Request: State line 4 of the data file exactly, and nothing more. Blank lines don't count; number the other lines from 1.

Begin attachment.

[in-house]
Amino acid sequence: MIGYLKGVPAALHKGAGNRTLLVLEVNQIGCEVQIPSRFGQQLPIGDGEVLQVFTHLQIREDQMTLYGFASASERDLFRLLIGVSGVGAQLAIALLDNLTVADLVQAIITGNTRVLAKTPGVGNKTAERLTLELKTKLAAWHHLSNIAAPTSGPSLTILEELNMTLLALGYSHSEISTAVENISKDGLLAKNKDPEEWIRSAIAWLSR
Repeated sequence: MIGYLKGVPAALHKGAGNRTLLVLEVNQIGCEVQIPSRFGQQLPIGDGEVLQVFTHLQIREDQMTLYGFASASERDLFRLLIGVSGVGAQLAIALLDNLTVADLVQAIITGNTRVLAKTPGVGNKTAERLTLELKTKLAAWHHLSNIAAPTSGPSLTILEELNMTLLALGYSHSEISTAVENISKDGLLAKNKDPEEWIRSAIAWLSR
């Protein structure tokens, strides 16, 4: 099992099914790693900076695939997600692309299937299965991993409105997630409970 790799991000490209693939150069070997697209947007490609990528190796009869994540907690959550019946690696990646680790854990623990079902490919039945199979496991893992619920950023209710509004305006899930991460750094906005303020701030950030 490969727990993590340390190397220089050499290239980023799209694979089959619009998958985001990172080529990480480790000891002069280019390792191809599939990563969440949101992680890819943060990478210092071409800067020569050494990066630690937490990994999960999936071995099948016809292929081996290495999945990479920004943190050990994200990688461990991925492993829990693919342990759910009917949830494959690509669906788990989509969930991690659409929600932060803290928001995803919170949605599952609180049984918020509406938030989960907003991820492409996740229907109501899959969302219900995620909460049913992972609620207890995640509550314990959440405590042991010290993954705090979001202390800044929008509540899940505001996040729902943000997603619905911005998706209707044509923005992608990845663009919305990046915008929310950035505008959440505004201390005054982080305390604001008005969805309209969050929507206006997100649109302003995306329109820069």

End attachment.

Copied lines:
């Protein structure tokens, strides 16, 4: 099992099914790693900076695939997600692309299937299965991993409105997630409970 790799991000490209693939150069070997697209947007490609990528190796009869994540907690959550019946690696990646680790854990623990079902490919039945199979496991893992619920950023209710509004305006899930991460750094906005303020701030950030 490969727990993590340390190397220089050499290239980023799209694979089959619009998958985001990172080529990480480790000891002069280019390792191809599939990563969440949101992680890819943060990478210092071409800067020569050494990066630690937490990994999960999936071995099948016809292929081996290495999945990479920004943190050990994200990688461990991925492993829990693919342990759910009917949830494959690509669906788990989509969930991690659409929600932060803290928001995803919170949605599952609180049984918020509406938030989960907003991820492409996740229907109501899959969302219900995620909460049913992972609620207890995640509550314990959440405590042991010290993954705090979001202390800044929008509540899940505001996040729902943000997603619905911005998706209707044509923005992608990845663009919305990046915008929310950035505008959440505004201390005054982080305390604001008005969805309209969050929507206006997100649109302003995306329109820069």